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New YouTube video shows Sudanese woman being flogged

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September 16, 2013 (KHARTOUM) – A new video was posted on YouTube showing a Sudanese police officer flogging an unidentified woman in public, marking the second recording of its kind the last two years.

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Still photo taken from the YouTube video showing a women being flogged.

In 2011, a similar YouTube video was published on the video sharing website drawing widespread condemnation as the woman was seen screaming and begging for mercy while police officers laughed as they carried out her sentence.

But the Sudanese president Omer Hassan Al-Bashir at the time dismissed the criticism saying that the “woman’s punishment was legal under [Islamic] Shar’ia law and she deserves it”.

The new video, which runs for a little under a minute, shows a woman groaning in pain as police officers whipped her while they made sarcastic remarks.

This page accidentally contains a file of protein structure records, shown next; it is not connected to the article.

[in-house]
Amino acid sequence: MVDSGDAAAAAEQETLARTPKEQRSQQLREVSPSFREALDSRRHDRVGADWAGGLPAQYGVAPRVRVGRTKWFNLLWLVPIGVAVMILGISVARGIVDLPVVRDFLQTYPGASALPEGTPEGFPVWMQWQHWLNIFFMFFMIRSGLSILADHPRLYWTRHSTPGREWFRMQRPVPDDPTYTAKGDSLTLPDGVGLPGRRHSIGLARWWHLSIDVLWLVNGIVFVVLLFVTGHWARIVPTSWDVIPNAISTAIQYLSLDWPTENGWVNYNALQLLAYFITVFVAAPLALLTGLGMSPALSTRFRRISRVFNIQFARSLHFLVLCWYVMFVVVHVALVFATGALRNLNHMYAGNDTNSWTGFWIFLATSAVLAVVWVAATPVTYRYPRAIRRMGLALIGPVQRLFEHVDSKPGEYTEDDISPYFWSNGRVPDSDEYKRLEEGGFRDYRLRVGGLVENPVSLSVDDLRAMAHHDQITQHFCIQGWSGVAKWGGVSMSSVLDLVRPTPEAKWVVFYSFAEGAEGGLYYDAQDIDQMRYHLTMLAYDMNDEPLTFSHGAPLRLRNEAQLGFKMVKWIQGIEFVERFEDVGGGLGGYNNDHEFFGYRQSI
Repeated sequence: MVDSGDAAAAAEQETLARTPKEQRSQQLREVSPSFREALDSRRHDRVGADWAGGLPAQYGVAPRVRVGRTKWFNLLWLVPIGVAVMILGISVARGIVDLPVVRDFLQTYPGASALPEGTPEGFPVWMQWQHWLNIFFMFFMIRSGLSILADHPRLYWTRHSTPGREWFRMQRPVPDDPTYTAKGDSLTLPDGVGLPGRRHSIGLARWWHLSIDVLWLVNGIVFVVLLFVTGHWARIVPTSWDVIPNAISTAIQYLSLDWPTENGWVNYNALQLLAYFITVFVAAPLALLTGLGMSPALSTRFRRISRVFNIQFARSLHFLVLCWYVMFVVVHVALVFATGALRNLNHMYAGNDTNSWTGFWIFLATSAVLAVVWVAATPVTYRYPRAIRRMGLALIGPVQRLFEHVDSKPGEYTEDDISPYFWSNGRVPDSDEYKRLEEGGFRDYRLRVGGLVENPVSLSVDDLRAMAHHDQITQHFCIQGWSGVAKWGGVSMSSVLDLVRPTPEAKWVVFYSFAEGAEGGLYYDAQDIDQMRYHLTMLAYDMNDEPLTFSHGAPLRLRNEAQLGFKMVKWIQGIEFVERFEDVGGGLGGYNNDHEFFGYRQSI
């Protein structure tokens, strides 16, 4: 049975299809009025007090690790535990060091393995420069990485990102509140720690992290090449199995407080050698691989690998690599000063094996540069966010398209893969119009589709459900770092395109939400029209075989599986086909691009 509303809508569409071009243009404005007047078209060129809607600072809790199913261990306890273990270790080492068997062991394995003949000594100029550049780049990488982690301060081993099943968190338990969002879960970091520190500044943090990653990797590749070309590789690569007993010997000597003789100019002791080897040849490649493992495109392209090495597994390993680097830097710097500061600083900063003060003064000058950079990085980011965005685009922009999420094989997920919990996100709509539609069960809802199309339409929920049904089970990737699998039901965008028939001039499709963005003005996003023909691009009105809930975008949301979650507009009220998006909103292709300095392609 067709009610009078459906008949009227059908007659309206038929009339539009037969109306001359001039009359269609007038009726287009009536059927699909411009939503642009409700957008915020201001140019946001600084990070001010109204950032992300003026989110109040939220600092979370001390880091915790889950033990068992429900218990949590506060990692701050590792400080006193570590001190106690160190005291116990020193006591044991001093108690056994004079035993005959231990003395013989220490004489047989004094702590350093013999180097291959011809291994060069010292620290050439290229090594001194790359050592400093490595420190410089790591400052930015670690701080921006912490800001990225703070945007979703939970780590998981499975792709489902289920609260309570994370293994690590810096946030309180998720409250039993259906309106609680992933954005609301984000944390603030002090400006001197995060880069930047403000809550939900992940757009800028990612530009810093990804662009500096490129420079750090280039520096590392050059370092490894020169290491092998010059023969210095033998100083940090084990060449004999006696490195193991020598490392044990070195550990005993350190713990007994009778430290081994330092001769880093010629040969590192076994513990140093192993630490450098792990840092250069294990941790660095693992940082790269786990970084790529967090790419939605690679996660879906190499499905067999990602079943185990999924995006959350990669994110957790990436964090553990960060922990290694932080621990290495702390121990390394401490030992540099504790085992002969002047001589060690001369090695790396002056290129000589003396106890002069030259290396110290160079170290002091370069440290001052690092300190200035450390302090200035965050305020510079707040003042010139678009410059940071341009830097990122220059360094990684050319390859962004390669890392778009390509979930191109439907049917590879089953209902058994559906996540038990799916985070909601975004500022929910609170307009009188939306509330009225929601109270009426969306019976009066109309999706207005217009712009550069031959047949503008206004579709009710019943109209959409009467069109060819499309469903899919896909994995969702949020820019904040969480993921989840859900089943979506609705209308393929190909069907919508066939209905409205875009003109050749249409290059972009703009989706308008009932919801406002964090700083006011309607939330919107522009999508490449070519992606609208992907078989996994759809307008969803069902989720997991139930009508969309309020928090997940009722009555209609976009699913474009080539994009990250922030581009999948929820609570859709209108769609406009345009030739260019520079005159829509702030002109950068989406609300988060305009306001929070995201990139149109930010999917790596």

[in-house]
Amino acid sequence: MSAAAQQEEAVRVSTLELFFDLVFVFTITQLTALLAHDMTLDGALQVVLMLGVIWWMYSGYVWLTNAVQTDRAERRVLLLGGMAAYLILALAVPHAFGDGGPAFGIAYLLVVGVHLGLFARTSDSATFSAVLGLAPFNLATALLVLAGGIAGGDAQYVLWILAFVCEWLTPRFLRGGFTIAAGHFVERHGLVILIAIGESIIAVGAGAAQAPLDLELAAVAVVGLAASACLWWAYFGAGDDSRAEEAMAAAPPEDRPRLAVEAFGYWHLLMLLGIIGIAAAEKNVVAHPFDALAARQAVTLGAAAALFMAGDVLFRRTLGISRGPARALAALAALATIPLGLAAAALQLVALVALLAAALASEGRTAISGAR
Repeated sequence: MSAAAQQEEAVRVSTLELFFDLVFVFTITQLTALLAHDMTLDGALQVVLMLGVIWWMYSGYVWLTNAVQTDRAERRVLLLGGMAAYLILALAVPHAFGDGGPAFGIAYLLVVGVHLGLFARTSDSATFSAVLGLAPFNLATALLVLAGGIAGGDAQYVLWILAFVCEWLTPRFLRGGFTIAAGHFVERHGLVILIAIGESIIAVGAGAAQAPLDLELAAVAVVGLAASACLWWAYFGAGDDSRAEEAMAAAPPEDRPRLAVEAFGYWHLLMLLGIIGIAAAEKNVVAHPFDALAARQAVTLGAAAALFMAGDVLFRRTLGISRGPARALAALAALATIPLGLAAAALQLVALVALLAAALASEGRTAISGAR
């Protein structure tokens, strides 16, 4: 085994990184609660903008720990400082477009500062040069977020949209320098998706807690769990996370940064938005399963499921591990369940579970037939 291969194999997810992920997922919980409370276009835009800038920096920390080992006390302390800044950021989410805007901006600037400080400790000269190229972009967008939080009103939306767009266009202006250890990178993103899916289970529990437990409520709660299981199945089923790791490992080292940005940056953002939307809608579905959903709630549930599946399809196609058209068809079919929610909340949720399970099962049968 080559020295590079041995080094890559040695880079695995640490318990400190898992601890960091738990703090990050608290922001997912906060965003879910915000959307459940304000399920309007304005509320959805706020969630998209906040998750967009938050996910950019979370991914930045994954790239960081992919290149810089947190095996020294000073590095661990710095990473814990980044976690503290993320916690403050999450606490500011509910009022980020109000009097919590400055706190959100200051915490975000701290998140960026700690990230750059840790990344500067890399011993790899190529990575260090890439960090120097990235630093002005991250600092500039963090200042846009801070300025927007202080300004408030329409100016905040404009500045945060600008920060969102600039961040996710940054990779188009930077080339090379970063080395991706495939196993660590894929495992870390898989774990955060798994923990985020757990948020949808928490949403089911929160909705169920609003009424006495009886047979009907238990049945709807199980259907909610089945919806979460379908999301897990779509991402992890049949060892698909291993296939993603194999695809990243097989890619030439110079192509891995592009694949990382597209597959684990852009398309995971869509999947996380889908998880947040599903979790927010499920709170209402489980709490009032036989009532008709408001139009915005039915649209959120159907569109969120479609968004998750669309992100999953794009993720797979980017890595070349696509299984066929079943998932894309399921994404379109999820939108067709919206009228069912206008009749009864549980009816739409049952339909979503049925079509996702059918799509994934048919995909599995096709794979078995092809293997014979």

It is not clear what crime she was sentenced for.

The governor of Khartoum Abdul Rahman Al Khidir, told the independent Blue Nile TV channel that the woman was "rightfully punished according to the Shar’ia law, but the violation was in the manner her punishment was carried out”.

The Sudanese people are trying to break the wall of isolation imposed upon them by the government through the Public Order Law (POL) which prohibits women from wearing tight trousers, or sometimes any trousers, and bans public and private parties after midnight amid calls by liberals to repeal it.

Many Sudanese, who are suffering from a deep and far reaching economic crisis, fear that the POL could turn into a tool for harassing girls and college students who wear new fashions designed specifically to fit the hot weather in Africa and the Middle East.

But authorities claim that the POL will prevent negative behaviour even though the law was denounced by politicians and activists who say that it violates citizen’s fundamental rights.

“We have become accustomed to rush to our homes early in the evening because Khartoum yawns early due to the government decision to stop private parties at 11:00 pm, an hour before midnight”, says Rasha Abdeen.

Abdeen, who lives in the prestigious Al-Riyadh neighborhood, added that she joined a private dancing club in order to work around "boredom" in the evening, but says that most of those clubs also close before midnight to avoid police harassment.